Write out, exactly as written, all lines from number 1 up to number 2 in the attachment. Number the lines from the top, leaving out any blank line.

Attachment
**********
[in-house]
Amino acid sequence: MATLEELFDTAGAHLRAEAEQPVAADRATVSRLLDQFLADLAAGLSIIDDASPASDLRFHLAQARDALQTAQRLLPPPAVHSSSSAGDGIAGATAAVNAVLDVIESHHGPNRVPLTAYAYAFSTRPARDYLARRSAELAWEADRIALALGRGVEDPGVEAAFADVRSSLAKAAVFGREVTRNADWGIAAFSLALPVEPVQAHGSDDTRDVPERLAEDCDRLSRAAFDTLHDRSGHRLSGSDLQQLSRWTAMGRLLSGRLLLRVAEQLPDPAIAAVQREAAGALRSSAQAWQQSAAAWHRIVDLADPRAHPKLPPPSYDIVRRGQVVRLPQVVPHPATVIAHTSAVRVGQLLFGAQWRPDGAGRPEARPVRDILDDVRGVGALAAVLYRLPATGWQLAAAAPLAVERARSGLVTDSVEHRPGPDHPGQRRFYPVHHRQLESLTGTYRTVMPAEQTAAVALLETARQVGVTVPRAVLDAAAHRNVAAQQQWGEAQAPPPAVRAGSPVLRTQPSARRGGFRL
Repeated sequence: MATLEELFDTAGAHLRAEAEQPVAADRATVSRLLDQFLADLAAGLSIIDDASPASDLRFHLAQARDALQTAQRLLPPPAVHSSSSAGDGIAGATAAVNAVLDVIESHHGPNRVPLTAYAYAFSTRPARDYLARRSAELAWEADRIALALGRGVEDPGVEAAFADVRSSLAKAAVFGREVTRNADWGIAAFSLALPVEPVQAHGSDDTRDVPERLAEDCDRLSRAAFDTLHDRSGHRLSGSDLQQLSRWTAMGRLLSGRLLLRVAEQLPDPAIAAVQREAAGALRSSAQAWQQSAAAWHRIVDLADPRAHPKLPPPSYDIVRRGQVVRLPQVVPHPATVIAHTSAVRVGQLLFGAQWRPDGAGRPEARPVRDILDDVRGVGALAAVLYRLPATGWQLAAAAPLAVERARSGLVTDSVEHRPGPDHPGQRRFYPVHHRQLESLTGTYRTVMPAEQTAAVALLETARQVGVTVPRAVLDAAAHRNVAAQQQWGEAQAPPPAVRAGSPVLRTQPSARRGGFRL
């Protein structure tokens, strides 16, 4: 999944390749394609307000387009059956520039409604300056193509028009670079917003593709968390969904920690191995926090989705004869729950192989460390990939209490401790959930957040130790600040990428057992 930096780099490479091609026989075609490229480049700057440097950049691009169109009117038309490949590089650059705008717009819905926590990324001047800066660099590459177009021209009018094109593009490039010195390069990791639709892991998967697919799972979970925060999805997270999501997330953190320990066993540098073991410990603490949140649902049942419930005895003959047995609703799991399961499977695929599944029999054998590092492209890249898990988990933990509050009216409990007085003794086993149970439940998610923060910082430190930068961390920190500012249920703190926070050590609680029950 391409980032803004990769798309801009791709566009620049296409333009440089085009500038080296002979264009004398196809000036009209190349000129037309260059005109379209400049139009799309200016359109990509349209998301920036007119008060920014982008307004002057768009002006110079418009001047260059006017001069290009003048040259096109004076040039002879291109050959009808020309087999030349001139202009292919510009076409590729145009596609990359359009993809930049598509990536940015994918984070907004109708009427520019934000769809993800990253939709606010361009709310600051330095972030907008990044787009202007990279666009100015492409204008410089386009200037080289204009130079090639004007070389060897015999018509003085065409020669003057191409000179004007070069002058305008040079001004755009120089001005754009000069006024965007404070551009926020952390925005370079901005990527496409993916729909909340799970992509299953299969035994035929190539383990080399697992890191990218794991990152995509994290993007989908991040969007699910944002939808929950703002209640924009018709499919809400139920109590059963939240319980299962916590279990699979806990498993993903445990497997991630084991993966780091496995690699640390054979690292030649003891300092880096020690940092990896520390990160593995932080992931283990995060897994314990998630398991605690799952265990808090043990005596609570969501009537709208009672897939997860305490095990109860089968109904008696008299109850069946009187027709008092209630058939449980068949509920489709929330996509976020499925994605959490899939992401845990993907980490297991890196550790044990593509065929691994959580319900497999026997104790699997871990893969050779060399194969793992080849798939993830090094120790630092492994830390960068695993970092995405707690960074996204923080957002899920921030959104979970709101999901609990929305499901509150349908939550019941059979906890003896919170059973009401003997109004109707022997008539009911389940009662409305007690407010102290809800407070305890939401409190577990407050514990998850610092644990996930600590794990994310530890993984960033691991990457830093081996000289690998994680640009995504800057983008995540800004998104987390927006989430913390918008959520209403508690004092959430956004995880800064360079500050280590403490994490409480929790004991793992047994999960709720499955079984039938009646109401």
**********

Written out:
[in-house]
Amino acid sequence: MATLEELFDTAGAHLRAEAEQPVAADRATVSRLLDQFLADLAAGLSIIDDASPASDLRFHLAQARDALQTAQRLLPPPAVHSSSSAGDGIAGATAAVNAVLDVIESHHGPNRVPLTAYAYAFSTRPARDYLARRSAELAWEADRIALALGRGVEDPGVEAAFADVRSSLAKAAVFGREVTRNADWGIAAFSLALPVEPVQAHGSDDTRDVPERLAEDCDRLSRAAFDTLHDRSGHRLSGSDLQQLSRWTAMGRLLSGRLLLRVAEQLPDPAIAAVQREAAGALRSSAQAWQQSAAAWHRIVDLADPRAHPKLPPPSYDIVRRGQVVRLPQVVPHPATVIAHTSAVRVGQLLFGAQWRPDGAGRPEARPVRDILDDVRGVGALAAVLYRLPATGWQLAAAAPLAVERARSGLVTDSVEHRPGPDHPGQRRFYPVHHRQLESLTGTYRTVMPAEQTAAVALLETARQVGVTVPRAVLDAAAHRNVAAQQQWGEAQAPPPAVRAGSPVLRTQPSARRGGFRL